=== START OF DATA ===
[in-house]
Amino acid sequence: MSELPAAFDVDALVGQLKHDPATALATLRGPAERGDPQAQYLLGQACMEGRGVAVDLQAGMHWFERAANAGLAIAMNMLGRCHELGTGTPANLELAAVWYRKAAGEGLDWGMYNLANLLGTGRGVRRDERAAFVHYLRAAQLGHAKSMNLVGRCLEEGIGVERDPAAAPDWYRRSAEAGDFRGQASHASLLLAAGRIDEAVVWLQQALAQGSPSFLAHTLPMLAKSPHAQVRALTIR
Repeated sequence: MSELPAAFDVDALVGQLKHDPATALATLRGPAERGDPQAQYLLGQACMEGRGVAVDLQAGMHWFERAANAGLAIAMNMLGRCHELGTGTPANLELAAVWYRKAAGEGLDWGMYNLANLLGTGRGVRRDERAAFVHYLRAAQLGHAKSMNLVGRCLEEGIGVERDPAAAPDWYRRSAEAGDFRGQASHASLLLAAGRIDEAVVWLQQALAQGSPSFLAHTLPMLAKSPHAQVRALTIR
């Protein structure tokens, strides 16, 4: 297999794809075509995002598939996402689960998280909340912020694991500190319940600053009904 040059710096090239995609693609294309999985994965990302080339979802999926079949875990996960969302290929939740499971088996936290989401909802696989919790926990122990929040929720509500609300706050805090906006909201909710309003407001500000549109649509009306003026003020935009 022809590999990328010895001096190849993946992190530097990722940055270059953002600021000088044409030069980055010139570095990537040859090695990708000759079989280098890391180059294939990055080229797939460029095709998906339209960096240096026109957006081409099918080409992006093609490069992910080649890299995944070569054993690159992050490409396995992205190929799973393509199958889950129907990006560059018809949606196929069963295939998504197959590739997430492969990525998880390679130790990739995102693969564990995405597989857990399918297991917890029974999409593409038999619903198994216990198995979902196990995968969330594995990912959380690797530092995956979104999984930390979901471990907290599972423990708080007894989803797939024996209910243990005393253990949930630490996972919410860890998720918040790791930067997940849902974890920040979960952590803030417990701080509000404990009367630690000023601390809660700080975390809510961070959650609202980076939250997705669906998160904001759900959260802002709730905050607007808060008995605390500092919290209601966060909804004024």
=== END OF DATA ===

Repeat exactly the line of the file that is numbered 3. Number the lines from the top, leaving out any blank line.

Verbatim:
Repeated sequence: MSELPAAFDVDALVGQLKHDPATALATLRGPAERGDPQAQYLLGQACMEGRGVAVDLQAGMHWFERAANAGLAIAMNMLGRCHELGTGTPANLELAAVWYRKAAGEGLDWGMYNLANLLGTGRGVRRDERAAFVHYLRAAQLGHAKSMNLVGRCLEEGIGVERDPAAAPDWYRRSAEAGDFRGQASHASLLLAAGRIDEAVVWLQQALAQGSPSFLAHTLPMLAKSPHAQVRALTIR